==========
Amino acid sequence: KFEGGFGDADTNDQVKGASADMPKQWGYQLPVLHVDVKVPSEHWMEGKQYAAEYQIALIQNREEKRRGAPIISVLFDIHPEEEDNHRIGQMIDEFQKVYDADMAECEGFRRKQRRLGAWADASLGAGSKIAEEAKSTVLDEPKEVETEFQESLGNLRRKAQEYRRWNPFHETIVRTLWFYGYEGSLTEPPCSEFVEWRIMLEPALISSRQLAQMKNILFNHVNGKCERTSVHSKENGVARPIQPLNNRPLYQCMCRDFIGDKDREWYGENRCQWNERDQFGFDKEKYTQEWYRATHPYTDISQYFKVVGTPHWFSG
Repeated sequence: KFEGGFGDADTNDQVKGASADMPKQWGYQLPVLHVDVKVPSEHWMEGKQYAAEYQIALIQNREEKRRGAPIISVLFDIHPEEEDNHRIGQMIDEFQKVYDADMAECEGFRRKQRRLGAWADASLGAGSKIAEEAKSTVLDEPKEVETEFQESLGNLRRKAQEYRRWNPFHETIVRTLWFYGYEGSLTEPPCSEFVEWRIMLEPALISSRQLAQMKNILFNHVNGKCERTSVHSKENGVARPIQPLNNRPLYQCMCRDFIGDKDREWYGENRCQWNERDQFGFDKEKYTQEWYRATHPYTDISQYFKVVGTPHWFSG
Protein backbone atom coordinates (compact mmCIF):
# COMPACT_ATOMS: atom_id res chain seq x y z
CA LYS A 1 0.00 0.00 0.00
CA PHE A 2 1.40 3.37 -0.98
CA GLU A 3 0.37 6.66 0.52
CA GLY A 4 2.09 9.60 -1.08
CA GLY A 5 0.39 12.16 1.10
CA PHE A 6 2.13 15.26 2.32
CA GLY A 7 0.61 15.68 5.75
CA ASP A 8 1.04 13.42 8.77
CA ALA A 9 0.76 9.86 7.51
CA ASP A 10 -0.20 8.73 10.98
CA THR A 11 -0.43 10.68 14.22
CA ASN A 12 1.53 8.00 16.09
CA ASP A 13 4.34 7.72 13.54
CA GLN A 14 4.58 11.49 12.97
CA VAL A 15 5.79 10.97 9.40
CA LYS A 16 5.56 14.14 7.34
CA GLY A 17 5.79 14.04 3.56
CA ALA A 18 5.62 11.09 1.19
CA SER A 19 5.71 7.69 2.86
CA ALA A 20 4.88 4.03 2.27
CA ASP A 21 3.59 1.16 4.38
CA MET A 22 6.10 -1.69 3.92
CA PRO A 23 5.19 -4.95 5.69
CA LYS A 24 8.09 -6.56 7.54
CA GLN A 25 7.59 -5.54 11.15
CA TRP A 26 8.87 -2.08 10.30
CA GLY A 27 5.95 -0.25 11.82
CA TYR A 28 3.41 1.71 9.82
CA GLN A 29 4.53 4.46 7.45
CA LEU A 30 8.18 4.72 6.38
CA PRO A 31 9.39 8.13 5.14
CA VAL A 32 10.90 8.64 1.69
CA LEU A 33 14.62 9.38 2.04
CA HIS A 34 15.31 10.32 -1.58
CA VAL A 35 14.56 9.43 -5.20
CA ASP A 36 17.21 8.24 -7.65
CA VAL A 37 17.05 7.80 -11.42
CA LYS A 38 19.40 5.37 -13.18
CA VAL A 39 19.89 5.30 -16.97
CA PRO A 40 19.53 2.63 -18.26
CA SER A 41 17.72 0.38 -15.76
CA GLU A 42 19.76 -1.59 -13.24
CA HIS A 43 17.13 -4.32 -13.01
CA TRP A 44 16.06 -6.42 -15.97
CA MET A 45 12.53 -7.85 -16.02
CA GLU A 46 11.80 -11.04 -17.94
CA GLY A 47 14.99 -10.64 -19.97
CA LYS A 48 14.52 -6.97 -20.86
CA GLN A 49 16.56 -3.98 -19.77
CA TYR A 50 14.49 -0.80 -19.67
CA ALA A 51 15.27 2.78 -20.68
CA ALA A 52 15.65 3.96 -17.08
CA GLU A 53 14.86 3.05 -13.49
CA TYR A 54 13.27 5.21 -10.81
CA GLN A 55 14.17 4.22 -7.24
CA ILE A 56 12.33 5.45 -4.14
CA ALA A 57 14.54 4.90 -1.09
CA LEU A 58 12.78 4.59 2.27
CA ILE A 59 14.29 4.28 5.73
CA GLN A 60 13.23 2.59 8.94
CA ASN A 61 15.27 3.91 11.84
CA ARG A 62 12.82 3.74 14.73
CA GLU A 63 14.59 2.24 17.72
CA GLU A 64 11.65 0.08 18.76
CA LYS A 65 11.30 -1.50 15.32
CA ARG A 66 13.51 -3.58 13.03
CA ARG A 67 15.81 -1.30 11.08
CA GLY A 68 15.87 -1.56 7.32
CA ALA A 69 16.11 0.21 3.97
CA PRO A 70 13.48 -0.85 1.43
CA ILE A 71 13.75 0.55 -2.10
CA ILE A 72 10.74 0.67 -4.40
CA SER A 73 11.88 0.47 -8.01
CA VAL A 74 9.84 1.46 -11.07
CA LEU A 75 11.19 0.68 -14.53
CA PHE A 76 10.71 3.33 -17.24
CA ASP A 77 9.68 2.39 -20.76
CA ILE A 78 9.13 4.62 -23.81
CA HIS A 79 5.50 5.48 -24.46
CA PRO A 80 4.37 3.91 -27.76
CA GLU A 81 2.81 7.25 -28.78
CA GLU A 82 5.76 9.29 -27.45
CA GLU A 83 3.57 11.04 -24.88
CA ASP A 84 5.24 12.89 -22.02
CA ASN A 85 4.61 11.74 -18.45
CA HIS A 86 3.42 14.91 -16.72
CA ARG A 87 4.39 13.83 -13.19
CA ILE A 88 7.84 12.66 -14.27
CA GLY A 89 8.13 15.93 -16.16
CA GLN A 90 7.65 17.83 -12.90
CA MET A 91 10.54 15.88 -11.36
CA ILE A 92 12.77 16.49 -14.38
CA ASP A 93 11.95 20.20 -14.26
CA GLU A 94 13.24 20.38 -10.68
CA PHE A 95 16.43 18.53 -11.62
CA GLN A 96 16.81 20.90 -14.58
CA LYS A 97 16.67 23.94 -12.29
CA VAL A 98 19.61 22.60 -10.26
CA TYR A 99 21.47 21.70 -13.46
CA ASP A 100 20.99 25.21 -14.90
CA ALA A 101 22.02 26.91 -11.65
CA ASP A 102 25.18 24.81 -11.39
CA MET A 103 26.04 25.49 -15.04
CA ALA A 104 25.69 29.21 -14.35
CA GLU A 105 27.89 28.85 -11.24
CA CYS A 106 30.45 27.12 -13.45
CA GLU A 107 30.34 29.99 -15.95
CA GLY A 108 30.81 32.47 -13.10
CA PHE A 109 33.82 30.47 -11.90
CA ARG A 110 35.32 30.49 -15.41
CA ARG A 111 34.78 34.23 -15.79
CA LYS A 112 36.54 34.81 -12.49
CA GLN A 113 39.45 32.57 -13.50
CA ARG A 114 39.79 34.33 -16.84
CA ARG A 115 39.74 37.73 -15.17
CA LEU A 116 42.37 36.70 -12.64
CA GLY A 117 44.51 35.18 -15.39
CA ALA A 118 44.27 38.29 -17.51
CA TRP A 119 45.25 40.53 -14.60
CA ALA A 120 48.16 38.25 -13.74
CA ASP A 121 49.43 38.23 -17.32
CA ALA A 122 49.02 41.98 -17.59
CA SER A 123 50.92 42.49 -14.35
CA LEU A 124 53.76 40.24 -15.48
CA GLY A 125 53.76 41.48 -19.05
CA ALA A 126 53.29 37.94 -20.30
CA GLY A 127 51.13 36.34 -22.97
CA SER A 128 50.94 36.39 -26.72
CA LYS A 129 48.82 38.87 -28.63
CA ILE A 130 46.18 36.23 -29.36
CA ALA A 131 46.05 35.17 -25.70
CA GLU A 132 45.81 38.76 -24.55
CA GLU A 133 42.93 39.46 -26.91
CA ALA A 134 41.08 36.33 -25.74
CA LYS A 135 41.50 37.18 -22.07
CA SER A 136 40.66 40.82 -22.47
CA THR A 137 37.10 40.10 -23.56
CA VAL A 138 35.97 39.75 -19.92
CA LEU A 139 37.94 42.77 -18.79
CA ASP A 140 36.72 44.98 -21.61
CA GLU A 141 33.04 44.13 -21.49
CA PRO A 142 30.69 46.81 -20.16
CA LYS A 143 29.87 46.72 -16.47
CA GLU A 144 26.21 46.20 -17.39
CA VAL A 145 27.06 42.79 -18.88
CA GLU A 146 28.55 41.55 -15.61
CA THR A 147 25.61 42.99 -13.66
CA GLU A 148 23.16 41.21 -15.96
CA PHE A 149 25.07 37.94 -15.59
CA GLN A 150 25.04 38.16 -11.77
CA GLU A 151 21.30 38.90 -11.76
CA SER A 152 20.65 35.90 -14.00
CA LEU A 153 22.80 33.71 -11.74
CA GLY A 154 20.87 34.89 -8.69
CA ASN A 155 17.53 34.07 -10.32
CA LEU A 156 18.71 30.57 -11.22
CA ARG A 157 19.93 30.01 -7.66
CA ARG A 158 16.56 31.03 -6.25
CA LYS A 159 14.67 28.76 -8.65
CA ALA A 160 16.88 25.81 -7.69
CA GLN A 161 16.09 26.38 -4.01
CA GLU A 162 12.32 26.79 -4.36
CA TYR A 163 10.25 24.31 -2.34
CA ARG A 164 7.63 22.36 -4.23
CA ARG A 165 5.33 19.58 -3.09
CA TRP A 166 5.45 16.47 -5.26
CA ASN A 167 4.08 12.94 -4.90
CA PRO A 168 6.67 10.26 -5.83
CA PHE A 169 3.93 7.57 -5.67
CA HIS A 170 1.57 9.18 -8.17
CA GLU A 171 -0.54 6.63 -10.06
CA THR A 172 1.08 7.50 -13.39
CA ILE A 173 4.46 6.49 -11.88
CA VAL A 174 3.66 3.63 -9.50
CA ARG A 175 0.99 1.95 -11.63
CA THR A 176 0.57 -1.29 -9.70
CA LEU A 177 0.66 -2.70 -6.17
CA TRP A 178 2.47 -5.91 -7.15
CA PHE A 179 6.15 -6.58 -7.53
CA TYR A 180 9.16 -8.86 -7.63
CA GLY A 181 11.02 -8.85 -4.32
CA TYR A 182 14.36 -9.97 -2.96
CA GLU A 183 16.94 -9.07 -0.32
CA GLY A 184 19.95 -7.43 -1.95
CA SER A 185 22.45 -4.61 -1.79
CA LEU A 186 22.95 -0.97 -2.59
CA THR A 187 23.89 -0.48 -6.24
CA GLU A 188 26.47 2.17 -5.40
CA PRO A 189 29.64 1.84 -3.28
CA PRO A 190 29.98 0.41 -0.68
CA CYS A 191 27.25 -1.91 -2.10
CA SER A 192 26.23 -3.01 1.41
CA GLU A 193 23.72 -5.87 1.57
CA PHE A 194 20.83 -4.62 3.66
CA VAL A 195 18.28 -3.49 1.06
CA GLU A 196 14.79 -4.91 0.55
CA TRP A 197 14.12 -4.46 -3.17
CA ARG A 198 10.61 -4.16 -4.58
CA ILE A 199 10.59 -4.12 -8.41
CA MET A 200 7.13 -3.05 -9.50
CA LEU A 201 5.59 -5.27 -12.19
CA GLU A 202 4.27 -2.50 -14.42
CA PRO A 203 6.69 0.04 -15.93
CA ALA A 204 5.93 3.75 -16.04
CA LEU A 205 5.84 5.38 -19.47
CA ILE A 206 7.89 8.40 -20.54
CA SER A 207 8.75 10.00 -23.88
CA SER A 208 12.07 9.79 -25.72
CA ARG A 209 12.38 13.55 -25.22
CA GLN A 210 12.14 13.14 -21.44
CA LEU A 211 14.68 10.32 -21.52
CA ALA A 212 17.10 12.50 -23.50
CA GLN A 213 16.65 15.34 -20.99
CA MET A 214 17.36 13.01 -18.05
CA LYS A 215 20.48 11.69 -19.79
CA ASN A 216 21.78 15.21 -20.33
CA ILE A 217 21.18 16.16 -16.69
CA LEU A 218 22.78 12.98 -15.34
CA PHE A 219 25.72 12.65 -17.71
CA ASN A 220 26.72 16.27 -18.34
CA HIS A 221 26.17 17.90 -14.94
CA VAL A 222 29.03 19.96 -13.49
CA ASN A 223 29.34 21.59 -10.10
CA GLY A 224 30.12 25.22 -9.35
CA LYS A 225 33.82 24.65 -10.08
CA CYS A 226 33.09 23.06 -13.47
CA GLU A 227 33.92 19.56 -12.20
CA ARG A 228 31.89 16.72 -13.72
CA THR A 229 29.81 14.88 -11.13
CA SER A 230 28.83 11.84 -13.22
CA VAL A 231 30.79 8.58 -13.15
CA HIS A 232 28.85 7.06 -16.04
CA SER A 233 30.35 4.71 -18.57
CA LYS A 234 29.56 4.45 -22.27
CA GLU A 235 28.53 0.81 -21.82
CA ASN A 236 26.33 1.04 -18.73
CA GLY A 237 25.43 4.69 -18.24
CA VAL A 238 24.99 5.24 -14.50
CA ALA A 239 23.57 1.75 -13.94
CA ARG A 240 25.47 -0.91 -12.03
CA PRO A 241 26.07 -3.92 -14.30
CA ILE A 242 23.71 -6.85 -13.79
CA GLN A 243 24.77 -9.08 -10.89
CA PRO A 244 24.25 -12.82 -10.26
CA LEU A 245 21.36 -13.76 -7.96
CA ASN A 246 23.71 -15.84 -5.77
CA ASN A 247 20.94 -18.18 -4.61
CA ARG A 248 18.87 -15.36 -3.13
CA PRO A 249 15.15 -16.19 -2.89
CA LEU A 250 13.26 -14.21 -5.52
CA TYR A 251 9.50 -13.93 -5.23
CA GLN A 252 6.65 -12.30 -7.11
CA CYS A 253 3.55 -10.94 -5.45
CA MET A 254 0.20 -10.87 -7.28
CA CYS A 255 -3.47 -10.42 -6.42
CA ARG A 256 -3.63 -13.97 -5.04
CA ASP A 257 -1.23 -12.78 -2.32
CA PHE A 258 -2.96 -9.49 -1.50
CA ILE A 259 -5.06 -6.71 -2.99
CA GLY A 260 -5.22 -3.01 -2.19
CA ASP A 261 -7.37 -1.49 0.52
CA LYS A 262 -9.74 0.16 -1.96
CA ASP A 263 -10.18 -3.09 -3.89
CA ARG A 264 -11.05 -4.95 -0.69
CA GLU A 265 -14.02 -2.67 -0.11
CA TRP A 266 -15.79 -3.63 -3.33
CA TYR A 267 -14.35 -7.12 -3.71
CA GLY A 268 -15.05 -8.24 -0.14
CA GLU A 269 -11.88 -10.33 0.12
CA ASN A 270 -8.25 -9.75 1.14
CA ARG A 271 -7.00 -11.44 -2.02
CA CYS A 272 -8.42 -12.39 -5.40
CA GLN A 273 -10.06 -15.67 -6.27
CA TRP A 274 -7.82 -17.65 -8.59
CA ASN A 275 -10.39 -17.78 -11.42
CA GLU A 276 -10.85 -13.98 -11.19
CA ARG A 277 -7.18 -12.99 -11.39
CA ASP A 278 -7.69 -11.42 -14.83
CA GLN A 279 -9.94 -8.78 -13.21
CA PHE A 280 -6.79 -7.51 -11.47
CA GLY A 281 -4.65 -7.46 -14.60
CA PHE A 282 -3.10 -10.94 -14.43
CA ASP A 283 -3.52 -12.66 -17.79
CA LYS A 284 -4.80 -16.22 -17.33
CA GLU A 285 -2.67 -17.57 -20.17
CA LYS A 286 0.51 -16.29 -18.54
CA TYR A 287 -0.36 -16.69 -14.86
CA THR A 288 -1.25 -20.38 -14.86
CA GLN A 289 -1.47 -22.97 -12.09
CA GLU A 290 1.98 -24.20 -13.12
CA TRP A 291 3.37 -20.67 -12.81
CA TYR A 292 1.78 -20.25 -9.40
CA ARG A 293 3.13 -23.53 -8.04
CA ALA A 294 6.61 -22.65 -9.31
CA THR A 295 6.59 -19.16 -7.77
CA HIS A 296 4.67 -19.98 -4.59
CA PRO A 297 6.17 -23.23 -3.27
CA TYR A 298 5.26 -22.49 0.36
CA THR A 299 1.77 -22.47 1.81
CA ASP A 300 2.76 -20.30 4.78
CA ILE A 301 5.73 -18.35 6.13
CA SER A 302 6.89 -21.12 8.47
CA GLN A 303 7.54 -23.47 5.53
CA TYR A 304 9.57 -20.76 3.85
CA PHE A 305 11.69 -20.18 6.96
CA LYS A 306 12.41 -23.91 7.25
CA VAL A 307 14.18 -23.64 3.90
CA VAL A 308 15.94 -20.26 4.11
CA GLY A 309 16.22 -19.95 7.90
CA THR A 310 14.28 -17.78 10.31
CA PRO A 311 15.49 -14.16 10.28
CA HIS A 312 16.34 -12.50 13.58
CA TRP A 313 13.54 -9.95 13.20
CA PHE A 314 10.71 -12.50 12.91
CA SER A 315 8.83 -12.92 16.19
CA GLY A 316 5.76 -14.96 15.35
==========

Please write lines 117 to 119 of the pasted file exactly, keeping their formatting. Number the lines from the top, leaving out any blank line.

CA GLN A 113 39.45 32.57 -13.50
CA ARG A 114 39.79 34.33 -16.84
CA ARG A 115 39.74 37.73 -15.17